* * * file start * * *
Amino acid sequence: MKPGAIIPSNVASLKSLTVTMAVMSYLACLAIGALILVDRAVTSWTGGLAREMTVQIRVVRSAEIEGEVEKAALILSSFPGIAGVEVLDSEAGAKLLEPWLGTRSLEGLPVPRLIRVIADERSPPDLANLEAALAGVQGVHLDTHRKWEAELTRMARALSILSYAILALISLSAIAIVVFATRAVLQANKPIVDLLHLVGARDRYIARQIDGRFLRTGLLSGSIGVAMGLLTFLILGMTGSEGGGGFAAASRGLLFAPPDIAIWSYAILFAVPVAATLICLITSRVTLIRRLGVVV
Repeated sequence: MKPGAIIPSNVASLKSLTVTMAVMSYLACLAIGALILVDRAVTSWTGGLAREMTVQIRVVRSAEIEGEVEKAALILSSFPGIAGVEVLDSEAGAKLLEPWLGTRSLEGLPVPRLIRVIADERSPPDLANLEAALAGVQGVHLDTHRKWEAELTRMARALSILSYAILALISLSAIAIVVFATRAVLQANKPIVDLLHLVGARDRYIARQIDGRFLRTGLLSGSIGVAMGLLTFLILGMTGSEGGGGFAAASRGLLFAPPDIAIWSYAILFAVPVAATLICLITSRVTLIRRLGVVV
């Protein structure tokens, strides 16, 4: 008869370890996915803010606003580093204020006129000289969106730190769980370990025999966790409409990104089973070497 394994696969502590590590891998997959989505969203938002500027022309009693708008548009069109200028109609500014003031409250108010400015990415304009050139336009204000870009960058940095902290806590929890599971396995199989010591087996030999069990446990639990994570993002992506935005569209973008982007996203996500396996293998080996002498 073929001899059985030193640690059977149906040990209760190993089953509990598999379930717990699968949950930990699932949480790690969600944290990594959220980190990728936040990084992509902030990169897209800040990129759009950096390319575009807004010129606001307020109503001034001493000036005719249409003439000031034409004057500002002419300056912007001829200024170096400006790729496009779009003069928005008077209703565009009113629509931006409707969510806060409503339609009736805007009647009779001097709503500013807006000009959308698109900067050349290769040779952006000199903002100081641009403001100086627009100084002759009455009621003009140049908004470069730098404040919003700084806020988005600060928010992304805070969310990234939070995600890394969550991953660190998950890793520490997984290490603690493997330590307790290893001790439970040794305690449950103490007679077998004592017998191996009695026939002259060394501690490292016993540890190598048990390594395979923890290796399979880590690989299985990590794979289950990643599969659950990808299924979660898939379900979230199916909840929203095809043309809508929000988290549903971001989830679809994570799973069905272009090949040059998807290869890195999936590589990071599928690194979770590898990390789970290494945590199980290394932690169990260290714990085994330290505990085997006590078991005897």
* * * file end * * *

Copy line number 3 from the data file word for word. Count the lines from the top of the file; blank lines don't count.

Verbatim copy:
């Protein structure tokens, strides 16, 4: 008869370890996915803010606003580093204020006129000289969106730190769980370990025999966790409409990104089973070497 394994696969502590590590891998997959989505969203938002500027022309009693708008548009069109200028109609500014003031409250108010400015990415304009050139336009204000870009960058940095902290806590929890599971396995199989010591087996030999069990446990639990994570993002992506935005569209973008982007996203996500396996293998080996002498 073929001899059985030193640690059977149906040990209760190993089953509990598999379930717990699968949950930990699932949480790690969600944290990594959220980190990728936040990084992509902030990169897209800040990129759009950096390319575009807004010129606001307020109503001034001493000036005719249409003439000031034409004057500002002419300056912007001829200024170096400006790729496009779009003069928005008077209703565009009113629509931006409707969510806060409503339609009736805007009647009779001097709503500013807006000009959308698109900067050349290769040779952006000199903002100081641009403001100086627009100084002759009455009621003009140049908004470069730098404040919003700084806020988005600060928010992304805070969310990234939070995600890394969550991953660190998950890793520490997984290490603690493997330590307790290893001790439970040794305690449950103490007679077998004592017998191996009695026939002259060394501690490292016993540890190598048990390594395979923890290796399979880590690989299985990590794979289950990643599969659950990808299924979660898939379900979230199916909840929203095809043309809508929000988290549903971001989830679809994570799973069905272009090949040059998807290869890195999936590589990071599928690194979770590898990390789970290494945590199980290394932690169990260290714990085994330290505990085997006590078991005897």